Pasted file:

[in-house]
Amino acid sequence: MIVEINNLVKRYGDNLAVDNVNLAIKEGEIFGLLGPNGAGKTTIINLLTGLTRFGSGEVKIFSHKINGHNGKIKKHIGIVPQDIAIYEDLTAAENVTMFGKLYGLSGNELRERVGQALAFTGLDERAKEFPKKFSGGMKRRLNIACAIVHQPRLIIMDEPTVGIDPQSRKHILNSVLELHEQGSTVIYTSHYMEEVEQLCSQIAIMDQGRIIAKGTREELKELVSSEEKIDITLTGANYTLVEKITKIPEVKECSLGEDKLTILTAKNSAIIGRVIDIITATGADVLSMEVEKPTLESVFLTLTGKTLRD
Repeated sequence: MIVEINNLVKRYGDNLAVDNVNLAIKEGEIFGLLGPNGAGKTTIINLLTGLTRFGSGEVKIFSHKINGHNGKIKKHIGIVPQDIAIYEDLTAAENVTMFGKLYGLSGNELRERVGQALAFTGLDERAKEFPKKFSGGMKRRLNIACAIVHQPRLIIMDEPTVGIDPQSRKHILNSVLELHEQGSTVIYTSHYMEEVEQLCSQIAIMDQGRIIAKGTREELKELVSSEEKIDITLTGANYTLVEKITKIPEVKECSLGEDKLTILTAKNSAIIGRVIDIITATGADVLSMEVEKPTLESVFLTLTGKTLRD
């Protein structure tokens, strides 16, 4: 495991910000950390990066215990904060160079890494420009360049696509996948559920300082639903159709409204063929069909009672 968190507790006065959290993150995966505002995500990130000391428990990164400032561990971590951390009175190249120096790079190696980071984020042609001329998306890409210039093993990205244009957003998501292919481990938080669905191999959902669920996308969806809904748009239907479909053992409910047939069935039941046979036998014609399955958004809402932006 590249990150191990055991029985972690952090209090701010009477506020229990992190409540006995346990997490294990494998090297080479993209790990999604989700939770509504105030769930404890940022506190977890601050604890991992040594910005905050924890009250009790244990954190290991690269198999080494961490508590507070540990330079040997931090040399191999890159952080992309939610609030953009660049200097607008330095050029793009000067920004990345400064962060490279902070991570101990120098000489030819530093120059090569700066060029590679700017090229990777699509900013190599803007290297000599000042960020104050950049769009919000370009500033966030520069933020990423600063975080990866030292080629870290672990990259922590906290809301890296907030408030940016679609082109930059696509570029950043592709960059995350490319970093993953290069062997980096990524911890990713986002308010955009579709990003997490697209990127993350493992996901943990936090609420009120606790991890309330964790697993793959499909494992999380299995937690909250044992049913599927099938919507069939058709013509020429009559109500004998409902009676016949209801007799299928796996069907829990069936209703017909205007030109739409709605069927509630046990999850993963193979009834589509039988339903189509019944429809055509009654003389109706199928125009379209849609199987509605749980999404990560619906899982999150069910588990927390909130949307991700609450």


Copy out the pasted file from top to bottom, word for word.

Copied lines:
[in-house]
Amino acid sequence: MIVEINNLVKRYGDNLAVDNVNLAIKEGEIFGLLGPNGAGKTTIINLLTGLTRFGSGEVKIFSHKINGHNGKIKKHIGIVPQDIAIYEDLTAAENVTMFGKLYGLSGNELRERVGQALAFTGLDERAKEFPKKFSGGMKRRLNIACAIVHQPRLIIMDEPTVGIDPQSRKHILNSVLELHEQGSTVIYTSHYMEEVEQLCSQIAIMDQGRIIAKGTREELKELVSSEEKIDITLTGANYTLVEKITKIPEVKECSLGEDKLTILTAKNSAIIGRVIDIITATGADVLSMEVEKPTLESVFLTLTGKTLRD
Repeated sequence: MIVEINNLVKRYGDNLAVDNVNLAIKEGEIFGLLGPNGAGKTTIINLLTGLTRFGSGEVKIFSHKINGHNGKIKKHIGIVPQDIAIYEDLTAAENVTMFGKLYGLSGNELRERVGQALAFTGLDERAKEFPKKFSGGMKRRLNIACAIVHQPRLIIMDEPTVGIDPQSRKHILNSVLELHEQGSTVIYTSHYMEEVEQLCSQIAIMDQGRIIAKGTREELKELVSSEEKIDITLTGANYTLVEKITKIPEVKECSLGEDKLTILTAKNSAIIGRVIDIITATGADVLSMEVEKPTLESVFLTLTGKTLRD
């Protein structure tokens, strides 16, 4: 495991910000950390990066215990904060160079890494420009360049696509996948559920300082639903159709409204063929069909009672 968190507790006065959290993150995966505002995500990130000391428990990164400032561990971590951390009175190249120096790079190696980071984020042609001329998306890409210039093993990205244009957003998501292919481990938080669905191999959902669920996308969806809904748009239907479909053992409910047939069935039941046979036998014609399955958004809402932006 590249990150191990055991029985972690952090209090701010009477506020229990992190409540006995346990997490294990494998090297080479993209790990999604989700939770509504105030769930404890940022506190977890601050604890991992040594910005905050924890009250009790244990954190290991690269198999080494961490508590507070540990330079040997931090040399191999890159952080992309939610609030953009660049200097607008330095050029793009000067920004990345400064962060490279902070991570101990120098000489030819530093120059090569700066060029590679700017090229990777699509900013190599803007290297000599000042960020104050950049769009919000370009500033966030520069933020990423600063975080990866030292080629870290672990990259922590906290809301890296907030408030940016679609082109930059696509570029950043592709960059995350490319970093993953290069062997980096990524911890990713986002308010955009579709990003997490697209990127993350493992996901943990936090609420009120606790991890309330964790697993793959499909494992999380299995937690909250044992049913599927099938919507069939058709013509020429009559109500004998409902009676016949209801007799299928796996069907829990069936209703017909205007030109739409709605069927509630046990999850993963193979009834589509039988339903189509019944429809055509009654003389109706199928125009379209849609199987509605749980999404990560619906899982999150069910588990927390909130949307991700609450």